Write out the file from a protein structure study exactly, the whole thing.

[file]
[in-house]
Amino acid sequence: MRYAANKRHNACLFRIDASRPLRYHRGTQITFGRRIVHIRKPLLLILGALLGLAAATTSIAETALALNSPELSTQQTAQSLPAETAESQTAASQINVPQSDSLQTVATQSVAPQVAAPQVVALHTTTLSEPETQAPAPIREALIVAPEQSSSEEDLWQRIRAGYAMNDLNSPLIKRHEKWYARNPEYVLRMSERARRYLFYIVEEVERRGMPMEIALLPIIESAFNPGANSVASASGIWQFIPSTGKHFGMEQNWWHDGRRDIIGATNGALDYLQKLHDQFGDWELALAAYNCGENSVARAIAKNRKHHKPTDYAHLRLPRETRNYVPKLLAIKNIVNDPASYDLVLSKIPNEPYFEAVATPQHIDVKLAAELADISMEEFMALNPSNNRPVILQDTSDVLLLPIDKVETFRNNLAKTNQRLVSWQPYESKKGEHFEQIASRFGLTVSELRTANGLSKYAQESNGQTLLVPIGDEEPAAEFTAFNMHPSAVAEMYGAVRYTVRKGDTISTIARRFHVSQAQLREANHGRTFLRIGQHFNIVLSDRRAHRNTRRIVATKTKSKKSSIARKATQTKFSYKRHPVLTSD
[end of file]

[in-house]
Amino acid sequence: MRYAANKRHNACLFRIDASRPLRYHRGTQITFGRRIVHIRKPLLLILGALLGLAAATTSIAETALALNSPELSTQQTAQSLPAETAESQTAASQINVPQSDSLQTVATQSVAPQVAAPQVVALHTTTLSEPETQAPAPIREALIVAPEQSSSEEDLWQRIRAGYAMNDLNSPLIKRHEKWYARNPEYVLRMSERARRYLFYIVEEVERRGMPMEIALLPIIESAFNPGANSVASASGIWQFIPSTGKHFGMEQNWWHDGRRDIIGATNGALDYLQKLHDQFGDWELALAAYNCGENSVARAIAKNRKHHKPTDYAHLRLPRETRNYVPKLLAIKNIVNDPASYDLVLSKIPNEPYFEAVATPQHIDVKLAAELADISMEEFMALNPSNNRPVILQDTSDVLLLPIDKVETFRNNLAKTNQRLVSWQPYESKKGEHFEQIASRFGLTVSELRTANGLSKYAQESNGQTLLVPIGDEEPAAEFTAFNMHPSAVAEMYGAVRYTVRKGDTISTIARRFHVSQAQLREANHGRTFLRIGQHFNIVLSDRRAHRNTRRIVATKTKSKKSSIARKATQTKFSYKRHPVLTSD